A bipartisan group of senators and U.S. House members today introduced bills to provide certainty to forestry companies and workers, by reaffirming the Environmental Protection Agency's 37-year-old policy toward regulation of runoff from forest roads.
Senate Energy and Natural Resources Committee Chairman Ron Wyden, D-Ore., Senator Mike Crapo, R-Idaho, and Representatives Jaime Herrera Beutler, R-Wash., and Kurt Schrader, D-Ore., introduced the Silviculture Regulatory Consistency Act today.
The bill would aid efforts to increase timber harvests and forestry jobs by preventing unnecessary litigation on a question that the U.S. Supreme Court settled in the EPA's favor earlier this year. The bill, like the Supreme Court decision, upholds the EPA's existing policy, which does not require water discharge permits for forest roads.
Despite the EPA and Supreme Court decisions, however, some groups have promised to continue litigation, which will needlessly delay needed forest restoration work without action by Congress.
Senators Max Baucus, D-Mont., and James Risch, R-Idaho, and Representatives Dan Benishek, R-Mich., Tom Cotton, R-Ark., Jeff Duncan, R-S.C., Cathy McMorris Rodgers, R-Wash., Nick Rahall, D-W.V., Reid Ribble, R-Wisc., and Mike Simpson, R-Idaho are original cosponsors of the measure.
WYDEN: "We need a healthy timber industry to provide timber jobs and to do the restoration work that ensures healthy forests. The way to do that is to stop litigating questions that have already been answered, and start working together to improve forest management practices. This bill will reaffirm the determination by both EPA and the Supreme Court that forest roads and other silviculture activities are not open to more litigation over water discharge permits under the Clean Water Act."
CRAPO: "The jobs and economic activities relating to the forest products industry are critical to Idaho and the Pacific Northwest. The decision to change a 37-year-old program that deferred the regulation of logging road runoff to individual states has brought increased hardships causing job losses and jeopardizing our rural communities. This bipartisan legislation will clarify that the Clean Water Act was not intended to regulate stormwater runoff on forest roads and allow the focus of private, state and federal land managers to return to improving forest management."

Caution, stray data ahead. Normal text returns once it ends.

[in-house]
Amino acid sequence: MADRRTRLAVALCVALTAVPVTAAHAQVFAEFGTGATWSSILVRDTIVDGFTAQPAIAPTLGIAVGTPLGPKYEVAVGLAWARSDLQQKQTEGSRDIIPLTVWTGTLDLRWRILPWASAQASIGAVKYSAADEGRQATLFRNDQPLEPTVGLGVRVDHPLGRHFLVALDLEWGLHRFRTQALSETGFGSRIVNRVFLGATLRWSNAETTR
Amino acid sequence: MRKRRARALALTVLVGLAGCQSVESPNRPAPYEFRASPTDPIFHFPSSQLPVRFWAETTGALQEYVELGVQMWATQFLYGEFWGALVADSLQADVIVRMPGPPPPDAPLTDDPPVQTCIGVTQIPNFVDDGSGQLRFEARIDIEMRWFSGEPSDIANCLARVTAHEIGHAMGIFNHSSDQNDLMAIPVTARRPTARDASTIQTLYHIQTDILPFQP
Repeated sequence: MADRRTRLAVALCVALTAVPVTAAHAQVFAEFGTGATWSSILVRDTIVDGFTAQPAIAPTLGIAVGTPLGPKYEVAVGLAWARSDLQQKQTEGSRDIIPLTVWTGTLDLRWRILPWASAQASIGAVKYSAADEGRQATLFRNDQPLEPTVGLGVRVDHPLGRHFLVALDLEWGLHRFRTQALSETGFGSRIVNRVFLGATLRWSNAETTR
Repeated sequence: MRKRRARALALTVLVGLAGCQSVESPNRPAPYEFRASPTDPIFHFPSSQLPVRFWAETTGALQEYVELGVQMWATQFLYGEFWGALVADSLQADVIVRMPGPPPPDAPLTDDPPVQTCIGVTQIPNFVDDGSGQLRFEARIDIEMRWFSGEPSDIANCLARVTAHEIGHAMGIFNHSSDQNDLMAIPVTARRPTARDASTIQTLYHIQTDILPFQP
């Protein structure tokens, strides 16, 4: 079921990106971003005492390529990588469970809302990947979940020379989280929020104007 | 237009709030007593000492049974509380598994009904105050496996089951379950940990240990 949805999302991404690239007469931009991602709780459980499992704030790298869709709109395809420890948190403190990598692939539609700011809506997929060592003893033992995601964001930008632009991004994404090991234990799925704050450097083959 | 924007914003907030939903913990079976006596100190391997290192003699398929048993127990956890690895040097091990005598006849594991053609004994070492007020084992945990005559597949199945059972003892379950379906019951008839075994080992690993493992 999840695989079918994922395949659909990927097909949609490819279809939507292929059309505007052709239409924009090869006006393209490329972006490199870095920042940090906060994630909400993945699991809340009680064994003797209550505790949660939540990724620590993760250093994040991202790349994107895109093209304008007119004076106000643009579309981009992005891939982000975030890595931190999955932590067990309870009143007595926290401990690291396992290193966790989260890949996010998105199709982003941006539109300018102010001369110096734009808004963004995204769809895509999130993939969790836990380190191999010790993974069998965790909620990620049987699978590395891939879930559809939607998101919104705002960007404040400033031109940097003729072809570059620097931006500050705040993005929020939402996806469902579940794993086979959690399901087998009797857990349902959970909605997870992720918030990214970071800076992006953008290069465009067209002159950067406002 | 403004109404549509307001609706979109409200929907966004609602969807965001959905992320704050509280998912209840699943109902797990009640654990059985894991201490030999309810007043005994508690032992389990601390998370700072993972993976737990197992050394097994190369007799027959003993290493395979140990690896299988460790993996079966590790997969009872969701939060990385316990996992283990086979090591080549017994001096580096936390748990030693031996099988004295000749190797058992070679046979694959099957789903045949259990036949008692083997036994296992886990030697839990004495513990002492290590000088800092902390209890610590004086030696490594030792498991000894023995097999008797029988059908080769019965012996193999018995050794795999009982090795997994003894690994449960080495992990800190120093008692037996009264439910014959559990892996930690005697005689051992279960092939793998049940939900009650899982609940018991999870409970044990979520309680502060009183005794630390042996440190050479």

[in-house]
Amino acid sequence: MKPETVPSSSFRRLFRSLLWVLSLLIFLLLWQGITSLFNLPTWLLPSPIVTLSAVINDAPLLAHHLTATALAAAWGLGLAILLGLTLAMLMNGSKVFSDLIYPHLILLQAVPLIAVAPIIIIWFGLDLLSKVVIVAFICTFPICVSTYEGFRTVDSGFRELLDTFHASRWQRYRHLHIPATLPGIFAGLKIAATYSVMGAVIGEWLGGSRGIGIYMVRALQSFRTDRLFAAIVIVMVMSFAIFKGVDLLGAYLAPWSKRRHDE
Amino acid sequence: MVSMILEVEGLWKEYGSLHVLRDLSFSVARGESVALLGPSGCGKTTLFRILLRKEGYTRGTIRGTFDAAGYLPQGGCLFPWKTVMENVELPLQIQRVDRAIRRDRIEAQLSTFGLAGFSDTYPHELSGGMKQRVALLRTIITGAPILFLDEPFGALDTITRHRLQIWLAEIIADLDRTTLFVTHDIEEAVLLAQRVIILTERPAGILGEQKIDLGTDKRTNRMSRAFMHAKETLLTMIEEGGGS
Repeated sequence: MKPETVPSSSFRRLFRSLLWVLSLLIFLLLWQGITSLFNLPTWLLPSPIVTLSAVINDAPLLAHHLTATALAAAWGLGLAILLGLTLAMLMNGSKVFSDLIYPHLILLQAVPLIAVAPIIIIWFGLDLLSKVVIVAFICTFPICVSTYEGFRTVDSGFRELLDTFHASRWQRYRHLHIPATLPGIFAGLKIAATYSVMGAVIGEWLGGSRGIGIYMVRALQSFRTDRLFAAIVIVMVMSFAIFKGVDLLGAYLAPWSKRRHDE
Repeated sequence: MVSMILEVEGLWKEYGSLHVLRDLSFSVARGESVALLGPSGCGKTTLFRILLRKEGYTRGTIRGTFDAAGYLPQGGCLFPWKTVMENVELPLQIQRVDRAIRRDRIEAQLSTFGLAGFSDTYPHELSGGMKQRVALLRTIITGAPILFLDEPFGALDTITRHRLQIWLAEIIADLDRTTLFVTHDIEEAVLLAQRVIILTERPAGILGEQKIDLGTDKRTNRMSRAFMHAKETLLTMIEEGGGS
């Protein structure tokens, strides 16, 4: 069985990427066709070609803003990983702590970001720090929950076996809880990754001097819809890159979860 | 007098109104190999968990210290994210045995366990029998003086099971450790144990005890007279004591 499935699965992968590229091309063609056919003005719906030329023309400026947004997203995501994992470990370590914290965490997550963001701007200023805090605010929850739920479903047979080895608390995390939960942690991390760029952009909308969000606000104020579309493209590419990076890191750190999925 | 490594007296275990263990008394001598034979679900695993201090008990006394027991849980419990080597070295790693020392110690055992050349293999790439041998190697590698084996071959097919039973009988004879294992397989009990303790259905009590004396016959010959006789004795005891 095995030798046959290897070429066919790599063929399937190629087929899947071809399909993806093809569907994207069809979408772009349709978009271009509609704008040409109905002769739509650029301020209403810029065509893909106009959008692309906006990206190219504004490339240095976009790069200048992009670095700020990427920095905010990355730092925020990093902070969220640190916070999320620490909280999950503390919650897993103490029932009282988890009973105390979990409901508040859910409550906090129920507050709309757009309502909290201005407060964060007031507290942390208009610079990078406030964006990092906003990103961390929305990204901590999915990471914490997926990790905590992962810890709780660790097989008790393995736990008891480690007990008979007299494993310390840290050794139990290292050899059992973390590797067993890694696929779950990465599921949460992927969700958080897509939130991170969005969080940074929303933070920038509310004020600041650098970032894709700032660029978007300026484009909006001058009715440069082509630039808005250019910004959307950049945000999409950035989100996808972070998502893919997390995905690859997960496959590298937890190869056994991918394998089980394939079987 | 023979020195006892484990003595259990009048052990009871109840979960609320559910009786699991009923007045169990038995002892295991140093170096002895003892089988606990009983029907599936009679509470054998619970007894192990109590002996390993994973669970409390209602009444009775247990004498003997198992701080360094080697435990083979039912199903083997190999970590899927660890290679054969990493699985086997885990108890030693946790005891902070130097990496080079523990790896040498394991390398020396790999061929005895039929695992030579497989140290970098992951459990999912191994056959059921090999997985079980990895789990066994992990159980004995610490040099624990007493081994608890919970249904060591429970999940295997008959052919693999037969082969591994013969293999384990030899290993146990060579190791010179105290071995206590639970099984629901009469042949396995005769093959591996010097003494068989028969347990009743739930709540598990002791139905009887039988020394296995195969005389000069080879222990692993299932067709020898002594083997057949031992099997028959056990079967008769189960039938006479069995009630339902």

HERRERA BEUTLER: "At the heart of our efforts are the moms and dads employed by healthy, working forests -- and passing this law will help make sure they have jobs, and will help make our forests healthy. I'm proud to keep working with my colleagues in both parties to solidify a law based on sound science that takes people and their livelihoods into account."
SCHRADER: "The ability to independently manage our forests in a sustainable and responsible way is crucial to the vitality of Oregon's rural economies and helps to keep our forests healthy and thriving. The timber industry and EPA have worked together for over three decades to reduce forest roads runoff with much success. The Silviculture Regulatory Consistency Act restores the certainty our state and local governments and private forest landowners need to continue managing forestlands using best management practices that have been successful in the past."